Central Virginia Organic Gardener

"And 'tis my faith that every flower enjoys the air it breathes." - William Wordsworth, 1798

Monday, June 25, 2012

Partial Success

The phrase "partial success" in gardening is about as exciting as the sports chant "We're Number 2,"  but partial success is what I have and partial success is what I will accept.  Last summer I had just come off a more than full-time, academic-year job and had sadly neglected my garden, including my peaches.  We got very few peaches and a lot of brown rot.  This year, I vowed to do better or to chop them down. We extensively pruned in winter and I sprayed dormant oil.  In spring, I sprayed organic caterpillar sprays and organic anti-fungals.  I sprayed Surround (tm) several times during the growing season and had my husband (a great guy) thin the young peaches severely.  This year, we have better yield, still too much brown rot to be happy with, but more good, whole fruit and, some damaged fruit that we can salvage. The photo above is an example of the best of the peaches- the white spots are the Surround (a kaolin clay spray that deters bugs).  So, no chopping down this year.  I intend to do the same routine, plus have better orchard clean up this year to reduce overwintering fungal spores and bugs. Here's to an ever better 2013 harvest!

Happy gardening!  Remember to click on the podbean link and listen to my podcast, or find it through itunes:  VirginiaOrganicGardener.


Jenn said...

We have two peach trees.... and only one produces fruit... we've had them for several years now... even with spraying and more spraying we have yet to see a fruit that is edible...

Judy Thomas said...

Hi Jenn,
Here are some considerations for you (there are more things that can go wrong with tree fruit than I can count, the VA ag extension says growing organic peaches in VA is near impossible-I disagree, though it is work):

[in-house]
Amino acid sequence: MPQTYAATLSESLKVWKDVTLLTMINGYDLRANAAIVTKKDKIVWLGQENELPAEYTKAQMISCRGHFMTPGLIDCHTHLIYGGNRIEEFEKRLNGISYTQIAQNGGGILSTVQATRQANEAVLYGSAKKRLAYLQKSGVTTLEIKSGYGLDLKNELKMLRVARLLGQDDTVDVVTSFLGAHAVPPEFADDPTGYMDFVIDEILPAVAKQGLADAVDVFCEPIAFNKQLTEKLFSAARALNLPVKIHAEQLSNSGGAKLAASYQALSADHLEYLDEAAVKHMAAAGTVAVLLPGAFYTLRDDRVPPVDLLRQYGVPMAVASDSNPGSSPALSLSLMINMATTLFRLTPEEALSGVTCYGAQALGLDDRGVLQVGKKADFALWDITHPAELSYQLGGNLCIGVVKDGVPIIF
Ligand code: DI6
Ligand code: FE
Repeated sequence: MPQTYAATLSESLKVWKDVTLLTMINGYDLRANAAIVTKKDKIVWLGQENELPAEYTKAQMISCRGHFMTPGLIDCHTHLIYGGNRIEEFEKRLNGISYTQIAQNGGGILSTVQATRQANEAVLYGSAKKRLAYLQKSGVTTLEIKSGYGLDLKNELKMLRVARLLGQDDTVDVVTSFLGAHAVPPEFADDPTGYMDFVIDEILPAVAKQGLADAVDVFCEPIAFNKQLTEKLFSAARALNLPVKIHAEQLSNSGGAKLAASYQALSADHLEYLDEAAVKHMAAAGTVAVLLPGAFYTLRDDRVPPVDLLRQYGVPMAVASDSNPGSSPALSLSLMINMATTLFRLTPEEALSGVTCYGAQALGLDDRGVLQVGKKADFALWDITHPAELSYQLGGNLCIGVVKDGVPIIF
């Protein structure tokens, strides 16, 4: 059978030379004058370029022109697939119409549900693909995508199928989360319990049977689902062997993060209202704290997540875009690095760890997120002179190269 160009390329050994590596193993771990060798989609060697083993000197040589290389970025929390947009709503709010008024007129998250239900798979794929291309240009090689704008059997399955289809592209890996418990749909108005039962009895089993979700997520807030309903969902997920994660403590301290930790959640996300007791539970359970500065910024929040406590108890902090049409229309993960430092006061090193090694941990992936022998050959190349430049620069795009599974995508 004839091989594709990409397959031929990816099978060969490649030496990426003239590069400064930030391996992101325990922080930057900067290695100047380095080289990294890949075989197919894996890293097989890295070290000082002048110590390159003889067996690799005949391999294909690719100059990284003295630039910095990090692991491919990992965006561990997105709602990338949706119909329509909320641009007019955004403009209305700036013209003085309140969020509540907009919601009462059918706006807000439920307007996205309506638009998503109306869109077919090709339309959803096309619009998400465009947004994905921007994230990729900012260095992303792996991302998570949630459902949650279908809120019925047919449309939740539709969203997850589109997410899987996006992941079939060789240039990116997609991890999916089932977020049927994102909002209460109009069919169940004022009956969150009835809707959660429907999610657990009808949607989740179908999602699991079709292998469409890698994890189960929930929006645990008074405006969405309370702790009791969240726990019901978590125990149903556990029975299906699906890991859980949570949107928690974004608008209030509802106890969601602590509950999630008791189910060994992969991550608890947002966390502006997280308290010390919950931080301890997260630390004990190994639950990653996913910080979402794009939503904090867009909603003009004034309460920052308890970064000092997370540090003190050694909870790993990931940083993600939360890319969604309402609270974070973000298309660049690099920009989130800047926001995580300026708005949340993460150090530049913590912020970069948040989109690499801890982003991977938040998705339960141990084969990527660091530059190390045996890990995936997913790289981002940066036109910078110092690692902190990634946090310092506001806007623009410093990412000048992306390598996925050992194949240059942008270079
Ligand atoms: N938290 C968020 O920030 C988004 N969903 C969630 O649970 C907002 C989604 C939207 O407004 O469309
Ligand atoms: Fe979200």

Gardens Alive has a peach tree spray schedule you might want to look at, plus Mike McGrath's garden solutions archive on their site had peach advice. He grows organic peaches in PA.
Granular rock phosphate and a one inch layer of compost might stimulate your non-productive tree.
Peaches need: extensive pruning and thinning; good air circulation; a dog to keep squirrels away; good orchard hygiene; dormant oil, anti caterpillar, anti fungal and Surround sprays, to be grown organically.
Lastly, maybe my standards are lower? I am willing to accept fruit that is not cosmetically pretty, that is damaged but salvageable...these still taste good.
Let me know if you have more questions at jmthomas@clearwire.net

Anita said...

I was about to ask how the peaches taste until I read your response to Jenn.

Now I'll ask: How did the settlers (assuming they had peach trees), and even more recent generations, produce good fruit without all the sprays we now have?

Judy Thomas said...

Hi Anita,
Many fruit pests are exotics, that is, they were accidentally imported from other places around the world. Same with some diseases. Also, gardeners and farmers are often trying to grow plants in places in which they did not evolve and are not suited for. And, lastly, I suspect that fruits were pretty hard to grow then too.